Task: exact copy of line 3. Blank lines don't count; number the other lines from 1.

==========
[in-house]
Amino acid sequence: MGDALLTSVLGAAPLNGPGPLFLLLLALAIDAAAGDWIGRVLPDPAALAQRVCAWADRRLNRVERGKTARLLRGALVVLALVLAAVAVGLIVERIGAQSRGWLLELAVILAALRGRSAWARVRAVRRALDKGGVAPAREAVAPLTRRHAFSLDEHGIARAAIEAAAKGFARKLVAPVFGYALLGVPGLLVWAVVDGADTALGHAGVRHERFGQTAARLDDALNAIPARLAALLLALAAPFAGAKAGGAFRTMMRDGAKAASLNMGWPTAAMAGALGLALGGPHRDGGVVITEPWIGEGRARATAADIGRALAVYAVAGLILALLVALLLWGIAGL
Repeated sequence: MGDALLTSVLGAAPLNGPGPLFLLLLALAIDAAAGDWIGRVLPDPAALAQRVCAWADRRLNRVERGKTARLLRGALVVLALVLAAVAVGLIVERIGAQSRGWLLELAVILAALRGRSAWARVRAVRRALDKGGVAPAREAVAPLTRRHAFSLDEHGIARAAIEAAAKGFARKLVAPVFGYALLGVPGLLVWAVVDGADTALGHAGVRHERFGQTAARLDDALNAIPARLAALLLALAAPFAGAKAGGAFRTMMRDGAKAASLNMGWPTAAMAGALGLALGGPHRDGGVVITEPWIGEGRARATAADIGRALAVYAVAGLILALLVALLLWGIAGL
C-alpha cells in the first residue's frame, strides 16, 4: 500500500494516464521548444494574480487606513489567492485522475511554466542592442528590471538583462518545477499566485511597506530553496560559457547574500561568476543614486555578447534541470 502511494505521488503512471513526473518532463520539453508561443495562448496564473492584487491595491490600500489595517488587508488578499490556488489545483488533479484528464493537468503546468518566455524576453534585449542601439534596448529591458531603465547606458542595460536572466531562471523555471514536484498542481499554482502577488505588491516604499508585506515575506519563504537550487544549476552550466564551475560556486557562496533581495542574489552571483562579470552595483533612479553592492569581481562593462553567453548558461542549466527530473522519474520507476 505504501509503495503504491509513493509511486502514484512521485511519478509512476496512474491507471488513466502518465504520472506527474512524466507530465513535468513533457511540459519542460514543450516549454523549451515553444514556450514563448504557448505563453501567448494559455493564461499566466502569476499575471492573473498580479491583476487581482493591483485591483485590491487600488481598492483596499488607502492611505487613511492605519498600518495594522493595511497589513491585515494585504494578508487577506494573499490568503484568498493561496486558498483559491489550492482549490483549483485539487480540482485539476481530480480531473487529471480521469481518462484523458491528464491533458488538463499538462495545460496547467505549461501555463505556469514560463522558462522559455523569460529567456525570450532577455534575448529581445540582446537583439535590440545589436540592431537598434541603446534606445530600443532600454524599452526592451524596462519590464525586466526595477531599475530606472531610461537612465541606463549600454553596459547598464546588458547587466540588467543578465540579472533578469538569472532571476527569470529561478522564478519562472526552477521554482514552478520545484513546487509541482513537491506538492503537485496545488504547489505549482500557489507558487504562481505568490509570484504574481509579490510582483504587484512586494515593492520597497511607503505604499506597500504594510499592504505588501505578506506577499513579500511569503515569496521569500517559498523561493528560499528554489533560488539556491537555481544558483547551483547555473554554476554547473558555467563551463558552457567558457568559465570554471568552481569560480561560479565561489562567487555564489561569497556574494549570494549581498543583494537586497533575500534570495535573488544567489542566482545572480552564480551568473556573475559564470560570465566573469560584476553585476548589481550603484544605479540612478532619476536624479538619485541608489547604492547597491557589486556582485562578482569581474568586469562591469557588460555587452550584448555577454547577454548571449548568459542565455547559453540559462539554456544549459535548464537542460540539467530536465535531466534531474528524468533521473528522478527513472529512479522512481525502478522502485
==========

Repeated sequence: MGDALLTSVLGAAPLNGPGPLFLLLLALAIDAAAGDWIGRVLPDPAALAQRVCAWADRRLNRVERGKTARLLRGALVVLALVLAAVAVGLIVERIGAQSRGWLLELAVILAALRGRSAWARVRAVRRALDKGGVAPAREAVAPLTRRHAFSLDEHGIARAAIEAAAKGFARKLVAPVFGYALLGVPGLLVWAVVDGADTALGHAGVRHERFGQTAARLDDALNAIPARLAALLLALAAPFAGAKAGGAFRTMMRDGAKAASLNMGWPTAAMAGALGLALGGPHRDGGVVITEPWIGEGRARATAADIGRALAVYAVAGLILALLVALLLWGIAGL